Someone, somewhere give this show a second chance! Quality must count for something!!
I guess that's why this series had "doomed to failure" written all over it from the outset.
Tim Reid has a genuine talent although people don't seem to have many opportunities to experience it. Have a quick look at "Once Upon a Time... When We Were Colo(u)red" and you'll find yourself hooked on Reid if you have not succumbed already.
Tim Reid and Daphne M. Reid produced such a wonderful show, it calls to your attention that well written, sophisticated, intelligent television programs many times do not receive the praise and viewing slot that is necessary to make it a mega hit.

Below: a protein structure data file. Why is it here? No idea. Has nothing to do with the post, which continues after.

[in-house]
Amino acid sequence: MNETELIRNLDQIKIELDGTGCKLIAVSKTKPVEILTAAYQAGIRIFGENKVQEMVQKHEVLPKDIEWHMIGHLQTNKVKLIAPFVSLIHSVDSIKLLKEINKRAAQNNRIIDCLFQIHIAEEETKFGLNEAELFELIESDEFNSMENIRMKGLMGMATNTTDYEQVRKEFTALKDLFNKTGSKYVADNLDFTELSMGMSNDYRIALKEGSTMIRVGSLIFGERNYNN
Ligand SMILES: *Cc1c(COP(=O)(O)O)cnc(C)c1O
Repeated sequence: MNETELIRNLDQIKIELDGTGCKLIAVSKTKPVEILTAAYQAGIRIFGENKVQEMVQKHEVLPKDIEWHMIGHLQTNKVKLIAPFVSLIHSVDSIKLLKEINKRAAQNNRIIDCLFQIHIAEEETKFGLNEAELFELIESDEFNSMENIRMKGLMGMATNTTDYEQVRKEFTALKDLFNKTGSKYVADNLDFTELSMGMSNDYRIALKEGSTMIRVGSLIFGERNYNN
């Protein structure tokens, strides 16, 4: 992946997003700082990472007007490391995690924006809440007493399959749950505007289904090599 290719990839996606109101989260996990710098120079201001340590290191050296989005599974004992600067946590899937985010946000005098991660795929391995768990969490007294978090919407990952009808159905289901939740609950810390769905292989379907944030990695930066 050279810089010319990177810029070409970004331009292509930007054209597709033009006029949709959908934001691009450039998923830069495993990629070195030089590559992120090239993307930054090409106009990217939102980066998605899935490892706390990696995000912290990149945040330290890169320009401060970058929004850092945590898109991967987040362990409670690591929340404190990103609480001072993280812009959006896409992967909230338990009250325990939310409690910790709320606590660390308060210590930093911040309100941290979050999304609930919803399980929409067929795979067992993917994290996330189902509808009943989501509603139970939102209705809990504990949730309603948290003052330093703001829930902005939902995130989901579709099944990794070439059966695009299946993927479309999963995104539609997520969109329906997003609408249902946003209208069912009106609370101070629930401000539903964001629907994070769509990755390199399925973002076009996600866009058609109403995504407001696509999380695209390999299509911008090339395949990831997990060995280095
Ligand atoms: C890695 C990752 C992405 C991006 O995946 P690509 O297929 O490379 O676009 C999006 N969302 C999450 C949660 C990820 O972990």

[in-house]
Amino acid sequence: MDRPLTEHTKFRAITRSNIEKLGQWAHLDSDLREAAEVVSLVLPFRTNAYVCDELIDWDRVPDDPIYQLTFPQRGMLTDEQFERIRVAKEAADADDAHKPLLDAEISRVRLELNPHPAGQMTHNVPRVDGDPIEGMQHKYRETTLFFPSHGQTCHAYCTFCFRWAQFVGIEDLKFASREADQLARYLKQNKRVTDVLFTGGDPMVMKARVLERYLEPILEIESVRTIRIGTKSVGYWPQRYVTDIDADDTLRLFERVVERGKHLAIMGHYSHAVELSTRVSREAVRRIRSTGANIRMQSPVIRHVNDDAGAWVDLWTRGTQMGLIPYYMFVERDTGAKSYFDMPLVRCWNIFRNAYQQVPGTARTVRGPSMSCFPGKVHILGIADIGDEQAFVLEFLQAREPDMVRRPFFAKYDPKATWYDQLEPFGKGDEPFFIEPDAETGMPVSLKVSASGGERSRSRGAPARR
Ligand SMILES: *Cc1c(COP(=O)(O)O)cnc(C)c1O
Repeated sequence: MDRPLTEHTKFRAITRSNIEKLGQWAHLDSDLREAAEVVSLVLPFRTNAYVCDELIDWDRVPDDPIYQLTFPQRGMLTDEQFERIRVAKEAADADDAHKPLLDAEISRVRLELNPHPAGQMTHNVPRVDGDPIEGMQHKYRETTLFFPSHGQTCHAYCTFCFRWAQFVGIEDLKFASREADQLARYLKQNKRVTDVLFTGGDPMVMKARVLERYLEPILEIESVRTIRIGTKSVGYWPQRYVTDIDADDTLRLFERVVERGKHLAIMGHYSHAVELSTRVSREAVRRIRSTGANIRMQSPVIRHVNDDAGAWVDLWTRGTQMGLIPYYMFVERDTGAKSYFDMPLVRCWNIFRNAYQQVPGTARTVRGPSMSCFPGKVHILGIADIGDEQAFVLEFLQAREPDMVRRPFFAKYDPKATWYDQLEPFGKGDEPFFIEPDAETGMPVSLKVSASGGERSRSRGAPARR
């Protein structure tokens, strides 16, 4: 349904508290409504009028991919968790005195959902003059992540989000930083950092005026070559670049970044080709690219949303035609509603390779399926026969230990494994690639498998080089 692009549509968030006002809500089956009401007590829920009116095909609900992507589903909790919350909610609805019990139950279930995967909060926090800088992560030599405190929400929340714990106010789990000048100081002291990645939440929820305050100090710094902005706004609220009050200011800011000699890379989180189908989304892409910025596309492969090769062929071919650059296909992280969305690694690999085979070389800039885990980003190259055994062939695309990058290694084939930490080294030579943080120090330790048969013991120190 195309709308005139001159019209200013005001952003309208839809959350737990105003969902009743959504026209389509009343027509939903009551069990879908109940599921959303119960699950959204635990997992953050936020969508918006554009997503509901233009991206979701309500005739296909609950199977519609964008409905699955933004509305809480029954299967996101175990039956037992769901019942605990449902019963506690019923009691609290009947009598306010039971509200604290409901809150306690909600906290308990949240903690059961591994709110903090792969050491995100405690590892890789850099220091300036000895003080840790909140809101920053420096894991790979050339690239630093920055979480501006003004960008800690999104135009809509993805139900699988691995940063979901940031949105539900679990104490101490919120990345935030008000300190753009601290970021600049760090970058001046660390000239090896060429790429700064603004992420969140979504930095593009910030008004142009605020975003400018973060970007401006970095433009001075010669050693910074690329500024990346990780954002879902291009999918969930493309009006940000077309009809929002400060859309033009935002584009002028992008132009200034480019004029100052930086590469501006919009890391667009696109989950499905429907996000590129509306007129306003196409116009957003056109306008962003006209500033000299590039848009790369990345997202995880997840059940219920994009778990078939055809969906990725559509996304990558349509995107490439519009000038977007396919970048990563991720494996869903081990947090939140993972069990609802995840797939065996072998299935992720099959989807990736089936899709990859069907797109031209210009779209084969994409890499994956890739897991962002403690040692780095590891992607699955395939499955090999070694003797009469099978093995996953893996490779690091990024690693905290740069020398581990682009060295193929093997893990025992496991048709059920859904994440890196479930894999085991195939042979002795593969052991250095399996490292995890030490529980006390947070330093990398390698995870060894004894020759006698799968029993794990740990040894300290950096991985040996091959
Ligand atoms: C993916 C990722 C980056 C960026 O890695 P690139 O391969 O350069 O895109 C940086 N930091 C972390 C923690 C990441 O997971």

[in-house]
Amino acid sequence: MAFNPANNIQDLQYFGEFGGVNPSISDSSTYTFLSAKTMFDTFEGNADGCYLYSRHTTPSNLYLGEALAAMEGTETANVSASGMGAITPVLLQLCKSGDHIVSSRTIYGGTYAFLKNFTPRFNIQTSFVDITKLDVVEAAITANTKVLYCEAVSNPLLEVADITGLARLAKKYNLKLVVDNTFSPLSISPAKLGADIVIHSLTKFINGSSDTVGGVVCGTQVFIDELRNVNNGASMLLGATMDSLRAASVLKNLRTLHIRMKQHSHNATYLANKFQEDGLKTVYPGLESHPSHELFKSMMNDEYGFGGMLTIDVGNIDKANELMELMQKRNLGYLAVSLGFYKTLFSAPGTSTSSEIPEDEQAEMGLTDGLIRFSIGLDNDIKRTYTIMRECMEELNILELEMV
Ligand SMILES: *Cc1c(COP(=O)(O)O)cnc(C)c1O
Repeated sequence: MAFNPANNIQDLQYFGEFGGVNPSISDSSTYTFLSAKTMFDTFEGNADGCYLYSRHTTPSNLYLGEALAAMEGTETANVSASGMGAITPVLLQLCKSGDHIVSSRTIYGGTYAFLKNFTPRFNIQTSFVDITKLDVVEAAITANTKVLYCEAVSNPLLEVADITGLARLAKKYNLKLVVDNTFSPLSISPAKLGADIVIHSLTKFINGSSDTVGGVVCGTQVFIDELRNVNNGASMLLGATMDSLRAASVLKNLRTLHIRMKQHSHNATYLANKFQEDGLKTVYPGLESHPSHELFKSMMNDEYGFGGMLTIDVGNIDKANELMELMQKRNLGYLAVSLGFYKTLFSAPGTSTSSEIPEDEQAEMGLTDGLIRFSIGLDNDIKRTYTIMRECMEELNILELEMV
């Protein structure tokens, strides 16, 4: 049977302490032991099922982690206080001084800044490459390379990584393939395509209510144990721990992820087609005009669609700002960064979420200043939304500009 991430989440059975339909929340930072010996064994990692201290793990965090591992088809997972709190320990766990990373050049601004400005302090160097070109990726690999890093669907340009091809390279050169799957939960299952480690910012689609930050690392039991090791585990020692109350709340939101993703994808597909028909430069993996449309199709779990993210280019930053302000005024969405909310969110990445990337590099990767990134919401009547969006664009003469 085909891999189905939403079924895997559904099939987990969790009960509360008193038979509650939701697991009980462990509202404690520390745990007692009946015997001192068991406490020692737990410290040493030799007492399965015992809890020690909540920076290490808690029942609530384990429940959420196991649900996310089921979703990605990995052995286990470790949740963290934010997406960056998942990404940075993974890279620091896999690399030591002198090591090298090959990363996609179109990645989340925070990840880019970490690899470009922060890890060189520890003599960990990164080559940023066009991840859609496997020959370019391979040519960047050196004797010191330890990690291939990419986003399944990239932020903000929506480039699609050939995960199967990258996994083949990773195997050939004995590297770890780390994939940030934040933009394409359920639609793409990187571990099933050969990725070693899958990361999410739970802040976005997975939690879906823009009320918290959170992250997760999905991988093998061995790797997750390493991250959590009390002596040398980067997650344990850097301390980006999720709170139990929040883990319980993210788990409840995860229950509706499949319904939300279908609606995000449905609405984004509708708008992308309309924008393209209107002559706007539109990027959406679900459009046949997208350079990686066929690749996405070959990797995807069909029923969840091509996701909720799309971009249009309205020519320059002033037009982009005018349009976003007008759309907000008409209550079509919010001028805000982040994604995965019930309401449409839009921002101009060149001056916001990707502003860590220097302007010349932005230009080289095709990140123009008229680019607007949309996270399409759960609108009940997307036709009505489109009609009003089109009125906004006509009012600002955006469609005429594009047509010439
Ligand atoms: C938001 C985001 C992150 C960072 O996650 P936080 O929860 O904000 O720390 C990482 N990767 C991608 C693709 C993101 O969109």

He (Todd) has all 22 episodes, and he will put them all together for you on five DVD's at the responsible price of ten (10) dollars per DVD.
Expect a very fast delivery from Todd once he receives your payment. I'm currently enjoying my Frank's Place DVD's.
So Sport Fan's , you now have it (the Frank's Place info).
Do write to Todd at firstname.lastname@example.org, and you too will soon no longer "know what it means to miss New Orleans."
I hope that this did help all of those Frank's Place fanatics, like myself.